(16) Christ is willingly betrayed and taken so that by his obedience he might deliver us who were guilty of betraying God's glory.

Luke 22:47-53. See on Matthew 26:47-56, Mark 14:43-52, in both of which the linking on of what follows by means of ἔτι αὐτοῦ λαλ. is better suited to the sense. Luke in this part uses in general less original sources.

ὁ λεγόμ. Ἰούδ.] who is called Judas. Comp. Luke 22:1; Matthew 2:23; Matthew 26:3; Matthew 26:14; Matthew 27:33, and elsewhere.

εἷς τῶν δώδεκα] as Luke 22:3.

προήρχετο αὐτούς] See on Mark 6:33Luke 22:48. φιλήματι] placed first for emphasis; φίλου ἀσπασμῷ ἐχθροῦ ἔργον τὴν προδοσίαν μιγνύεις; Theophylact. That the kiss was concerted with the enemies (Mark 14:44) Luke leaves to be gathered only mediately from the words of Jesus.

Luke 22:49.[258] εἰ πατάξομεν κ.τ.λ.] whether we shall smite by means of the sword? Comp. Luke 13:23; Acts 1:6, and elsewhere. See on Matthew 12:10 and on Luke 13:23. Grotius says rightly: “Dubii inter id, quod natura dictabat, et saepe inculcata patientiae praecepta dominum quid faciendum sit rogant. At Petrus non expectato Domini responso ad vim vi arcendam accingitur.”

Luke 22:50. τὸ δεξιόν] as also John 18:10 has it.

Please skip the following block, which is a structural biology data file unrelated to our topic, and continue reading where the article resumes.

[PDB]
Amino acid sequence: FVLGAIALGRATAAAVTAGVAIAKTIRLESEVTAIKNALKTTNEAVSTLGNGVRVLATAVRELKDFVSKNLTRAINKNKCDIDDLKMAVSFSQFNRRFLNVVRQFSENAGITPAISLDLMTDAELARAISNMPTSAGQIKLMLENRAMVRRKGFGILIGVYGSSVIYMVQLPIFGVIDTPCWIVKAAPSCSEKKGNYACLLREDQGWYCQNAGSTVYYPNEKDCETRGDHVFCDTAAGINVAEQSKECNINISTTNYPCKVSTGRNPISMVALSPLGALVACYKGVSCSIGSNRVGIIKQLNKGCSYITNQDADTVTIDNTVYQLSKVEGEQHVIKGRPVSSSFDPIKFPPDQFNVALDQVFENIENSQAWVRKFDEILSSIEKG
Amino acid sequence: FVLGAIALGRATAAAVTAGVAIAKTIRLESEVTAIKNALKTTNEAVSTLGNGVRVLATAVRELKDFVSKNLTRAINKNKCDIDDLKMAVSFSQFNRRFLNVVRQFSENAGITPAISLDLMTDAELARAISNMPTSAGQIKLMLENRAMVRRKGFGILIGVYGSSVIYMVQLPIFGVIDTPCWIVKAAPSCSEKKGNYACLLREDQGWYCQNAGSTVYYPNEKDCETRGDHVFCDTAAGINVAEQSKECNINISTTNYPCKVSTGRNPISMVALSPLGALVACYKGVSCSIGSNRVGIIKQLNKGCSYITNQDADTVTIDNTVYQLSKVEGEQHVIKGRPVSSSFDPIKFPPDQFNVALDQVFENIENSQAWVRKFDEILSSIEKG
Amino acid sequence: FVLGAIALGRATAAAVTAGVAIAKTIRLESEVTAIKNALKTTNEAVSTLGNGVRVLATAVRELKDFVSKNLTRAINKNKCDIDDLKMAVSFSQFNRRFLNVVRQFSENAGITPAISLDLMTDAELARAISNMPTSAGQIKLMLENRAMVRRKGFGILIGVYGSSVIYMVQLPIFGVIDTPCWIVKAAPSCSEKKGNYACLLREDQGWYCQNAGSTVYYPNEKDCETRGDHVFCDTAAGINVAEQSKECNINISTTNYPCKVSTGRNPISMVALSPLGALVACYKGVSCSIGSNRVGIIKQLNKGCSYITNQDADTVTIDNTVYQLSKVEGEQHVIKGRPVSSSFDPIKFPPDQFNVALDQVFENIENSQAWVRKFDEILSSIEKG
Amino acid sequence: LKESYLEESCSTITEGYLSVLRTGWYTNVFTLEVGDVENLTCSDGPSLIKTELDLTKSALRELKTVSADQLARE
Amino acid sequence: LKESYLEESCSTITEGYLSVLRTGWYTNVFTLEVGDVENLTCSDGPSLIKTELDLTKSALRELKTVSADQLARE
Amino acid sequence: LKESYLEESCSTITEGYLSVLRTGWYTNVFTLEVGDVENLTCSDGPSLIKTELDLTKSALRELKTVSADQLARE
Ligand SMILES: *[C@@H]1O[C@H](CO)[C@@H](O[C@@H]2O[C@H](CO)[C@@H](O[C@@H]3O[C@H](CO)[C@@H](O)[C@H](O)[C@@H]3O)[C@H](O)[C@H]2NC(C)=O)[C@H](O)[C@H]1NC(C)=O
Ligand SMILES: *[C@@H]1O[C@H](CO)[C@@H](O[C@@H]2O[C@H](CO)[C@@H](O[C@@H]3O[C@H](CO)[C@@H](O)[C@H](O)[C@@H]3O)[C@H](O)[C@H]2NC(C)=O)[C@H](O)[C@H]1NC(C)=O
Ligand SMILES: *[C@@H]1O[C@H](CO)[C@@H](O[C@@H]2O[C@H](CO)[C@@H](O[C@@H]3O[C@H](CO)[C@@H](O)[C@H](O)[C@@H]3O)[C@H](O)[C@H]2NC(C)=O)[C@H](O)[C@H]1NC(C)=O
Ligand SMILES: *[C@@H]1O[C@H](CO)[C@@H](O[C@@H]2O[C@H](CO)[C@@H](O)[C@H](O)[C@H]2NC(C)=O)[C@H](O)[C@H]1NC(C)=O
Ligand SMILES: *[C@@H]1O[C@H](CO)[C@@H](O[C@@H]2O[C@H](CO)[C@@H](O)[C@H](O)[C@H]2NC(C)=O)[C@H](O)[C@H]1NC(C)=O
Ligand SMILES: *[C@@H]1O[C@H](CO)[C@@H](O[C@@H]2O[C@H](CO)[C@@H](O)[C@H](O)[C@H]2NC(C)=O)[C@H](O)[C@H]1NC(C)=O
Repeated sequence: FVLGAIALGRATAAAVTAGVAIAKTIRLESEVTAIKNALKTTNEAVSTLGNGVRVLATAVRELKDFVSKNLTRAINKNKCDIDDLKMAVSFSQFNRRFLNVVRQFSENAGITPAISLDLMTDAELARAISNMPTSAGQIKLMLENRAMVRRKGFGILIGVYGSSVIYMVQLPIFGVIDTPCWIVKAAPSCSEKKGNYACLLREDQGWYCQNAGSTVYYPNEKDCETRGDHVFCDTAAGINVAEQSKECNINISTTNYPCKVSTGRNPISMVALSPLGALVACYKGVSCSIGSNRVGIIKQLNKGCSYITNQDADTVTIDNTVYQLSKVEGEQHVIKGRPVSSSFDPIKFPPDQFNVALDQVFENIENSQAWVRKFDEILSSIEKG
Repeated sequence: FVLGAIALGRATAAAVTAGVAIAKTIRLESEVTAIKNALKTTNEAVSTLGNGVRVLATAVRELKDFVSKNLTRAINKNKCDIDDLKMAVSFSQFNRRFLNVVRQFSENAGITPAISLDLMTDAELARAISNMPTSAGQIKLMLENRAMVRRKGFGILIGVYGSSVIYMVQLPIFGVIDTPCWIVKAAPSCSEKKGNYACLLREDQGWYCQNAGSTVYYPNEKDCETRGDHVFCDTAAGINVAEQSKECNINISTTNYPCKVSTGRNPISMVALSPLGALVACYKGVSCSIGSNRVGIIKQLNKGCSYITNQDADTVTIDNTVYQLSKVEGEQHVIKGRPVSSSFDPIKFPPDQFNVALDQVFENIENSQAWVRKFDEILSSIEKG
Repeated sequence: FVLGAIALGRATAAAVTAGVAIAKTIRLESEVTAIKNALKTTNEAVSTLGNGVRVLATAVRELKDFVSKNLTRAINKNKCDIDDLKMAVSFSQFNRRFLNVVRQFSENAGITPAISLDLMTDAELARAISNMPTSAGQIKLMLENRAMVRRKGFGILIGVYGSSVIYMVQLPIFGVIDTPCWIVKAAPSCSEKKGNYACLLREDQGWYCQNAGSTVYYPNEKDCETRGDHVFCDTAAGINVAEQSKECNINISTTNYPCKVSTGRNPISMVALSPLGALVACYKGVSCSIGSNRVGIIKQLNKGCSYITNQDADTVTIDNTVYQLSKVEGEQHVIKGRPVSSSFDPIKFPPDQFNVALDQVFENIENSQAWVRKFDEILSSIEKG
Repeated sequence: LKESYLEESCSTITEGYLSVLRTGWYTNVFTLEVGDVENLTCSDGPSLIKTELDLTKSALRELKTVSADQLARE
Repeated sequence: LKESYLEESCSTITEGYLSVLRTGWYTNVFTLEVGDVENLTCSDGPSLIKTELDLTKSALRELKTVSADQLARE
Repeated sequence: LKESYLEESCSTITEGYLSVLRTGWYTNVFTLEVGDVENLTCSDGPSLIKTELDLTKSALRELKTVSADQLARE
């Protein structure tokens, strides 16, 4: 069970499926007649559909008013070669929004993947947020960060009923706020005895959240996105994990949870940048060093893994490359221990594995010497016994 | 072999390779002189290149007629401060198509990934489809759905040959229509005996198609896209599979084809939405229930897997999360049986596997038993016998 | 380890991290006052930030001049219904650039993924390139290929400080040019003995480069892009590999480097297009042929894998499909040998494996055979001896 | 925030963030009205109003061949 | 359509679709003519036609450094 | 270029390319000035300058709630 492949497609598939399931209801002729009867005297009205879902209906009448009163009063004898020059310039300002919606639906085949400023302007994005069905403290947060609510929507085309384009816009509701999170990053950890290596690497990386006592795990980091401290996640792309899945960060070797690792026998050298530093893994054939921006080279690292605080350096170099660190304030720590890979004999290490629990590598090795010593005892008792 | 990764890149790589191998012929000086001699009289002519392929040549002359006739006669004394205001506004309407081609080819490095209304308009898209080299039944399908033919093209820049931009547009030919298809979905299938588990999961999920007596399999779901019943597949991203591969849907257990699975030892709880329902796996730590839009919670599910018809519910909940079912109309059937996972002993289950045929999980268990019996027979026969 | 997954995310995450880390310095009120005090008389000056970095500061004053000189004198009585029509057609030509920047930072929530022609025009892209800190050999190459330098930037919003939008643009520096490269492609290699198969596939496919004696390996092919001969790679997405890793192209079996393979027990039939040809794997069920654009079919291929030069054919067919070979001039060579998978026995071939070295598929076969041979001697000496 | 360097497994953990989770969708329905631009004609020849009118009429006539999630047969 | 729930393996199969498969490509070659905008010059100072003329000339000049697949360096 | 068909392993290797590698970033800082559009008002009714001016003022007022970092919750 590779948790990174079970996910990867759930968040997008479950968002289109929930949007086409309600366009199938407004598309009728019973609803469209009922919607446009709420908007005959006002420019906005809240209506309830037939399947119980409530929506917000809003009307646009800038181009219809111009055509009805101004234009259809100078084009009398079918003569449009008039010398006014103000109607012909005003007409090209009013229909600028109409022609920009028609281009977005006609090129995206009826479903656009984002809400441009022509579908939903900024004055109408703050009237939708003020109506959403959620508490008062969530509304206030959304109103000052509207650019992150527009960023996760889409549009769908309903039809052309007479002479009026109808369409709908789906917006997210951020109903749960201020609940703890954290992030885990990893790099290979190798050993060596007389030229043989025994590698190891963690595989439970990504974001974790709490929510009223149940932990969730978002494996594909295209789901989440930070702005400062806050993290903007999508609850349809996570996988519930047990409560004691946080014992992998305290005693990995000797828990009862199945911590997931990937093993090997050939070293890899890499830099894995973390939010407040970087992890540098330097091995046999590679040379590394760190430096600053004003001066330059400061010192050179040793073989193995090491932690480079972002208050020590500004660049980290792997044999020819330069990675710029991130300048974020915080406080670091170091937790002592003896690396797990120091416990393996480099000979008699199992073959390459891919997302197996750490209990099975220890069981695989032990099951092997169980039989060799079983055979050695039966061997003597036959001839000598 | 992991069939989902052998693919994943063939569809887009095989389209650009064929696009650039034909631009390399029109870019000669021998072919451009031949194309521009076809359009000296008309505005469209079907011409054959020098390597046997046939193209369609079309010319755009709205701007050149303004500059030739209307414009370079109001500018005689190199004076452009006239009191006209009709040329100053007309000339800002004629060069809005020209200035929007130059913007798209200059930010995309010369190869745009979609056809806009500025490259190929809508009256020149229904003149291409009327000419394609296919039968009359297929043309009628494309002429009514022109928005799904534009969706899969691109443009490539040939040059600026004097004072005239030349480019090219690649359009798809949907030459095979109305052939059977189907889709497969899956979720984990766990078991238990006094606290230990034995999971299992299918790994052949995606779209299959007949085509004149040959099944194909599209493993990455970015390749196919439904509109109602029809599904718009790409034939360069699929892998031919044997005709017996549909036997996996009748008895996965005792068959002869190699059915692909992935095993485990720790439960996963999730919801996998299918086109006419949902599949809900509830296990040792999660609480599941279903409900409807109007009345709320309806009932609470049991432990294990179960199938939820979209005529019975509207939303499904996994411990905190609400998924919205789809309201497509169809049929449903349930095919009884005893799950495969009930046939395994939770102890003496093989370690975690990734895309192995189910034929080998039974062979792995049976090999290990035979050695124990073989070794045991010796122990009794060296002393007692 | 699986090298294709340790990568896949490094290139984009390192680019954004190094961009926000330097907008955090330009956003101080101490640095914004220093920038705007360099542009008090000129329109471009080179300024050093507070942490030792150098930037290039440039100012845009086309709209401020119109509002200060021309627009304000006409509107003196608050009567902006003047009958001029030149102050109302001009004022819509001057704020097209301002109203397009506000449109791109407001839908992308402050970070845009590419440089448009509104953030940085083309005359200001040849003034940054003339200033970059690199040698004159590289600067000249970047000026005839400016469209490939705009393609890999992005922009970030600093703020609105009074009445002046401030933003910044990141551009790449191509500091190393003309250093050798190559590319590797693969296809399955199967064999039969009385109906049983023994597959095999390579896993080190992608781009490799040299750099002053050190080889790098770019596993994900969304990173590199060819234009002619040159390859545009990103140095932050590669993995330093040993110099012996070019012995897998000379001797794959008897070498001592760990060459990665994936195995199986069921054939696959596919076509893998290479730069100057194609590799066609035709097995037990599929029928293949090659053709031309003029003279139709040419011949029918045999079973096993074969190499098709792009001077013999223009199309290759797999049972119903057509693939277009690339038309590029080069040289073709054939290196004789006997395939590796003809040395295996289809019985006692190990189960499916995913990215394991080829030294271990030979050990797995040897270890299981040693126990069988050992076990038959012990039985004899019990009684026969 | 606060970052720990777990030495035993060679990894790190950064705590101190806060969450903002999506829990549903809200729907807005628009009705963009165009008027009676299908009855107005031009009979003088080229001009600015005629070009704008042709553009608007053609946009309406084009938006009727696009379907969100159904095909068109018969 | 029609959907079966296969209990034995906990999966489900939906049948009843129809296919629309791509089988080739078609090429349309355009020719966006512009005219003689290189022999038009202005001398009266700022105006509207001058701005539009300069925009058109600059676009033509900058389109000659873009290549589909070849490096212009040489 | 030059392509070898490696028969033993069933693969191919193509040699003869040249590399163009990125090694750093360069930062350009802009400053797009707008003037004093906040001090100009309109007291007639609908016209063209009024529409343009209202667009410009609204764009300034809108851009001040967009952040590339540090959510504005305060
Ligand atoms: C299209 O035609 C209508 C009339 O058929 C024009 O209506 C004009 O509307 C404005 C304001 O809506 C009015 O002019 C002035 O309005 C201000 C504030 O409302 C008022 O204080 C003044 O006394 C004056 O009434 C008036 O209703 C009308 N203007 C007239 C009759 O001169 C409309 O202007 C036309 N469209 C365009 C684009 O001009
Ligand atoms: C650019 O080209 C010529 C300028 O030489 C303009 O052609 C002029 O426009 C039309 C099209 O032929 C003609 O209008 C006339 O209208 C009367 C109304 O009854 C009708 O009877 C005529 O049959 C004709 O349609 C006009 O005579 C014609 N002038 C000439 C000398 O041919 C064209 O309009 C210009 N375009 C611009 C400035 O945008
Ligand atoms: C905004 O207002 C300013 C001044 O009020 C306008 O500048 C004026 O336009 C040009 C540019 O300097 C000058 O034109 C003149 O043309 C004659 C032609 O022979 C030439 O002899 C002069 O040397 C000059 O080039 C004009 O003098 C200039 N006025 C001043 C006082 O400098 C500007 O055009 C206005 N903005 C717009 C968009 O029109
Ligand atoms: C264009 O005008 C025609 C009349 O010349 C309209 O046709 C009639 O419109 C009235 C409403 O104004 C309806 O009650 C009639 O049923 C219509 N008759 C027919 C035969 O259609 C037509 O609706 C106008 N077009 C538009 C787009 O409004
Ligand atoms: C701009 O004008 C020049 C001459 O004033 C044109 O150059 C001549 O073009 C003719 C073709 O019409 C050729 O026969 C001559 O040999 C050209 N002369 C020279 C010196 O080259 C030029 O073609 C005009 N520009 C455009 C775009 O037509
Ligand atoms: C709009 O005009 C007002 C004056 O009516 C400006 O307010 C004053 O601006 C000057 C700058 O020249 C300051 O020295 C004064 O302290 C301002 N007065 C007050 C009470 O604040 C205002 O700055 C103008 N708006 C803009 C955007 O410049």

Luke 22:51. ἐᾶτε ἕως τούτου] is a prohibitory summons to the disciples: sinite usque huc (Vulg.), which Augustine, de cons. ev. iii. 5, aptly explains: “permittendi sunt hucusque progredi.” Let them go so far as even to take me prisoner! Comp. Luther, Maldonatus, and others; recently also Hofmann, Schriftbew. II. 2, p. 437, and Schegg. Grotius, Bengel, Wetstein, Kuinoel, Olshausen, Bleek, and others have explained: cease (comp. Acts 5:38; Hom. Il. xxi. 221, al.)! so far! (not farther! comp. Leviticus 26:18; Job 38:11). To this it stands opposed that herein is found no disapproval of the blow with the sword, but only the prohibition to go any further; and, moreover, this not at all negatively expressed, as it would have most obviously occurred by means of some such expression as μὴ ποῤῥωτέρω or the like. Others take the words as an address to those who were taking Him prisoner, and thus τούτου either as neuter and temporal:missum facite me usque ad id tempus, quo vulnus illius hominis sanavero” (Bornemann, so also Hammond, Kypke, de Wette, Lange, II. 3, p. 1461, III. p. 512), or τούτου as neuter, indeed, but local: let me go thither where the wounded man is (Paulus), or τούτου as masculine: let me go to this man in order to heal him (Stolz, Baumgarten-Crusius). Against these views the objection is that the context in the word ἀποκριθείς shows nothing else than a reply to the disciples, as Jesus does not turn to His enemies till Luke 22:52.